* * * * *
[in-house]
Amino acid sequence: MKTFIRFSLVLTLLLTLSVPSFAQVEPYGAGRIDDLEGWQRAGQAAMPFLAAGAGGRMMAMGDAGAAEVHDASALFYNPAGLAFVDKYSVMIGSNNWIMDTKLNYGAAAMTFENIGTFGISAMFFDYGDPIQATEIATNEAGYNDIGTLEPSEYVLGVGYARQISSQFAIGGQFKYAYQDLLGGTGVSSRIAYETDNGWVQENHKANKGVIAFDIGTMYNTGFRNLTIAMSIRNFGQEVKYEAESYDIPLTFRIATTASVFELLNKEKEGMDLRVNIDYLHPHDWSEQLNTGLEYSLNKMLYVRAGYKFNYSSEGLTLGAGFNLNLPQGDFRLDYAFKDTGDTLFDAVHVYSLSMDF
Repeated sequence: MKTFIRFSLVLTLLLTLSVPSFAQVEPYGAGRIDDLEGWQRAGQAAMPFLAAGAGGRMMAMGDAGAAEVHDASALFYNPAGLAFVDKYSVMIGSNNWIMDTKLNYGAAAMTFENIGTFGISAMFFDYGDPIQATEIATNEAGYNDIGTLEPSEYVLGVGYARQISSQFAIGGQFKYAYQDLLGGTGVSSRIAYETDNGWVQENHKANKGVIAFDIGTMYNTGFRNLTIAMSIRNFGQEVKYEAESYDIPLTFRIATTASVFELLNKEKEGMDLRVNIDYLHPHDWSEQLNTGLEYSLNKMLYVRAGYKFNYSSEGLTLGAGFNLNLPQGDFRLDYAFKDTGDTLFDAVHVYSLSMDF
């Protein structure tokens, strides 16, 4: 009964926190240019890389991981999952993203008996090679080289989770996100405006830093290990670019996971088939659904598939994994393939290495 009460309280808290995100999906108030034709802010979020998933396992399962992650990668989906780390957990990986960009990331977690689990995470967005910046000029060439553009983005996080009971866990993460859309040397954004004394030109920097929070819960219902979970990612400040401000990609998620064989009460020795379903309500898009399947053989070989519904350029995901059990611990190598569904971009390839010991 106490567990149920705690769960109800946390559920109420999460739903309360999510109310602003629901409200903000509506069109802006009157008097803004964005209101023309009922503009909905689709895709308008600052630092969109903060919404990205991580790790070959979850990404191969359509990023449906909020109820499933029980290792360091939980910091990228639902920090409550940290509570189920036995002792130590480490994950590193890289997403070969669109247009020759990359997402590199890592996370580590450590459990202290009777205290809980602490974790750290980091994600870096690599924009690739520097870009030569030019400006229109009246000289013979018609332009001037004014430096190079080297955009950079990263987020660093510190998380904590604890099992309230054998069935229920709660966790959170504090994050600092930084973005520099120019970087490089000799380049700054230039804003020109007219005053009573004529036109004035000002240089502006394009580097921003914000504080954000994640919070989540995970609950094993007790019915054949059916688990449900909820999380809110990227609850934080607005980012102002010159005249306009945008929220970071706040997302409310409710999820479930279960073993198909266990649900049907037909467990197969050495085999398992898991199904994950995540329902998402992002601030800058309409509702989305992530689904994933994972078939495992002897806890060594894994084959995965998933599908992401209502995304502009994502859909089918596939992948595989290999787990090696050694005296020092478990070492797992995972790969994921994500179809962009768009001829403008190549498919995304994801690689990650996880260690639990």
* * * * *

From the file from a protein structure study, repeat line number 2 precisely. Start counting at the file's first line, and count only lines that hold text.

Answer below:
Amino acid sequence: MKTFIRFSLVLTLLLTLSVPSFAQVEPYGAGRIDDLEGWQRAGQAAMPFLAAGAGGRMMAMGDAGAAEVHDASALFYNPAGLAFVDKYSVMIGSNNWIMDTKLNYGAAAMTFENIGTFGISAMFFDYGDPIQATEIATNEAGYNDIGTLEPSEYVLGVGYARQISSQFAIGGQFKYAYQDLLGGTGVSSRIAYETDNGWVQENHKANKGVIAFDIGTMYNTGFRNLTIAMSIRNFGQEVKYEAESYDIPLTFRIATTASVFELLNKEKEGMDLRVNIDYLHPHDWSEQLNTGLEYSLNKMLYVRAGYKFNYSSEGLTLGAGFNLNLPQGDFRLDYAFKDTGDTLFDAVHVYSLSMDF